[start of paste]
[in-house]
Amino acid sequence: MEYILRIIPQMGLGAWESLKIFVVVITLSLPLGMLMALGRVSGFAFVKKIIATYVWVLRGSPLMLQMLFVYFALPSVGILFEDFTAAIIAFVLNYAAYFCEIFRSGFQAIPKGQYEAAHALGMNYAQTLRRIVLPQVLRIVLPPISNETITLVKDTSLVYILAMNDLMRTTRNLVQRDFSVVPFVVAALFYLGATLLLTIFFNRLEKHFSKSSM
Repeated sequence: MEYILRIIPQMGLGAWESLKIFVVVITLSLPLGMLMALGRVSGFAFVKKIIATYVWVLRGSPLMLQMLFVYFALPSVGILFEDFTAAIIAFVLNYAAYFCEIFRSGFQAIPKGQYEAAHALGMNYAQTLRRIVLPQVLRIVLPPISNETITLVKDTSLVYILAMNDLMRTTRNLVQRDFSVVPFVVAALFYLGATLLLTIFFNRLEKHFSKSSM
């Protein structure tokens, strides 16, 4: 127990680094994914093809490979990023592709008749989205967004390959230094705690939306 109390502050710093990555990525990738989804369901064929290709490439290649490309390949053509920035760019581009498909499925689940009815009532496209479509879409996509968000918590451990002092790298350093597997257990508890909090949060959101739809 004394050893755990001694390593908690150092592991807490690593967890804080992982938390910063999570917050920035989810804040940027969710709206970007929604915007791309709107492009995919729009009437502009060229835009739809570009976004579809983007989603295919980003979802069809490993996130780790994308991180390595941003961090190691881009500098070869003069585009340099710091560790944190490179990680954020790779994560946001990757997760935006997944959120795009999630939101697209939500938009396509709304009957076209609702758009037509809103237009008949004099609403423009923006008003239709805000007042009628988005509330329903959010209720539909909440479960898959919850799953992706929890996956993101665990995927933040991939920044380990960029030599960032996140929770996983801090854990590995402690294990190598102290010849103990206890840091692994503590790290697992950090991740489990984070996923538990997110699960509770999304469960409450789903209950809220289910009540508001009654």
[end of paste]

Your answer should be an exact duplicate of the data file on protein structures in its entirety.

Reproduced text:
[in-house]
Amino acid sequence: MEYILRIIPQMGLGAWESLKIFVVVITLSLPLGMLMALGRVSGFAFVKKIIATYVWVLRGSPLMLQMLFVYFALPSVGILFEDFTAAIIAFVLNYAAYFCEIFRSGFQAIPKGQYEAAHALGMNYAQTLRRIVLPQVLRIVLPPISNETITLVKDTSLVYILAMNDLMRTTRNLVQRDFSVVPFVVAALFYLGATLLLTIFFNRLEKHFSKSSM
Repeated sequence: MEYILRIIPQMGLGAWESLKIFVVVITLSLPLGMLMALGRVSGFAFVKKIIATYVWVLRGSPLMLQMLFVYFALPSVGILFEDFTAAIIAFVLNYAAYFCEIFRSGFQAIPKGQYEAAHALGMNYAQTLRRIVLPQVLRIVLPPISNETITLVKDTSLVYILAMNDLMRTTRNLVQRDFSVVPFVVAALFYLGATLLLTIFFNRLEKHFSKSSM
């Protein structure tokens, strides 16, 4: 127990680094994914093809490979990023592709008749989205967004390959230094705690939306 109390502050710093990555990525990738989804369901064929290709490439290649490309390949053509920035760019581009498909499925689940009815009532496209479509879409996509968000918590451990002092790298350093597997257990508890909090949060959101739809 004394050893755990001694390593908690150092592991807490690593967890804080992982938390910063999570917050920035989810804040940027969710709206970007929604915007791309709107492009995919729009009437502009060229835009739809570009976004579809983007989603295919980003979802069809490993996130780790994308991180390595941003961090190691881009500098070869003069585009340099710091560790944190490179990680954020790779994560946001990757997760935006997944959120795009999630939101697209939500938009396509709304009957076209609702758009037509809103237009008949004099609403423009923006008003239709805000007042009628988005509330329903959010209720539909909440479960898959919850799953992706929890996956993101665990995927933040991939920044380990960029030599960032996140929770996983801090854990590995402690294990190598102290010849103990206890840091692994503590790290697992950090991740489990984070996923538990997110699960509770999304469960409450789903209950809220289910009540508001009654």